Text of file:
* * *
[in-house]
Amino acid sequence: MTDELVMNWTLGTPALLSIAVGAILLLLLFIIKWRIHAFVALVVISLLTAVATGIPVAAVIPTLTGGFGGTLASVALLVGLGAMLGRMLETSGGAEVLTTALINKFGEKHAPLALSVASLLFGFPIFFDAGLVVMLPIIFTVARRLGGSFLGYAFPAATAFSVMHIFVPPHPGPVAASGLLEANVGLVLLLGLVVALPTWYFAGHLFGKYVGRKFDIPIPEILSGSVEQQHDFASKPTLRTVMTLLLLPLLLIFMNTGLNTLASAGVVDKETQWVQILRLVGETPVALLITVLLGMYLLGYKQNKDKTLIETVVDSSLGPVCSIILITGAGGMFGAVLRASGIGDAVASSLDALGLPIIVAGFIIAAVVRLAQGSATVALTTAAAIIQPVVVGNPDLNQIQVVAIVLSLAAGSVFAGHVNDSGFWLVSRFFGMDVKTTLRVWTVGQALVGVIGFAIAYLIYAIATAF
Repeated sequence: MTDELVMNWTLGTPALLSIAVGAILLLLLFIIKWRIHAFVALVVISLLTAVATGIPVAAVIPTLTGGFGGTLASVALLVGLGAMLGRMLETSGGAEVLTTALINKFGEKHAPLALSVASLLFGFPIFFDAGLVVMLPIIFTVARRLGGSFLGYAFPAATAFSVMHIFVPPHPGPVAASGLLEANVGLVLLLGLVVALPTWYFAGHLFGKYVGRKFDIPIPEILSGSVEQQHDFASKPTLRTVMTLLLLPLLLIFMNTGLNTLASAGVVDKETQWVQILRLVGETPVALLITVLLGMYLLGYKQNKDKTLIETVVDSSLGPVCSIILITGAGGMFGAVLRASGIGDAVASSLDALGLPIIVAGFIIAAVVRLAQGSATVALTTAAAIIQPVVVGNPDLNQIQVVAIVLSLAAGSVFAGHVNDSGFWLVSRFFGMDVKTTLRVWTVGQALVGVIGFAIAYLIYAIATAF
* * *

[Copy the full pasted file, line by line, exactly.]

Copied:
[in-house]
Amino acid sequence: MTDELVMNWTLGTPALLSIAVGAILLLLLFIIKWRIHAFVALVVISLLTAVATGIPVAAVIPTLTGGFGGTLASVALLVGLGAMLGRMLETSGGAEVLTTALINKFGEKHAPLALSVASLLFGFPIFFDAGLVVMLPIIFTVARRLGGSFLGYAFPAATAFSVMHIFVPPHPGPVAASGLLEANVGLVLLLGLVVALPTWYFAGHLFGKYVGRKFDIPIPEILSGSVEQQHDFASKPTLRTVMTLLLLPLLLIFMNTGLNTLASAGVVDKETQWVQILRLVGETPVALLITVLLGMYLLGYKQNKDKTLIETVVDSSLGPVCSIILITGAGGMFGAVLRASGIGDAVASSLDALGLPIIVAGFIIAAVVRLAQGSATVALTTAAAIIQPVVVGNPDLNQIQVVAIVLSLAAGSVFAGHVNDSGFWLVSRFFGMDVKTTLRVWTVGQALVGVIGFAIAYLIYAIATAF
Repeated sequence: MTDELVMNWTLGTPALLSIAVGAILLLLLFIIKWRIHAFVALVVISLLTAVATGIPVAAVIPTLTGGFGGTLASVALLVGLGAMLGRMLETSGGAEVLTTALINKFGEKHAPLALSVASLLFGFPIFFDAGLVVMLPIIFTVARRLGGSFLGYAFPAATAFSVMHIFVPPHPGPVAASGLLEANVGLVLLLGLVVALPTWYFAGHLFGKYVGRKFDIPIPEILSGSVEQQHDFASKPTLRTVMTLLLLPLLLIFMNTGLNTLASAGVVDKETQWVQILRLVGETPVALLITVLLGMYLLGYKQNKDKTLIETVVDSSLGPVCSIILITGAGGMFGAVLRASGIGDAVASSLDALGLPIIVAGFIIAAVVRLAQGSATVALTTAAAIIQPVVVGNPDLNQIQVVAIVLSLAAGSVFAGHVNDSGFWLVSRFFGMDVKTTLRVWTVGQALVGVIGFAIAYLIYAIATAF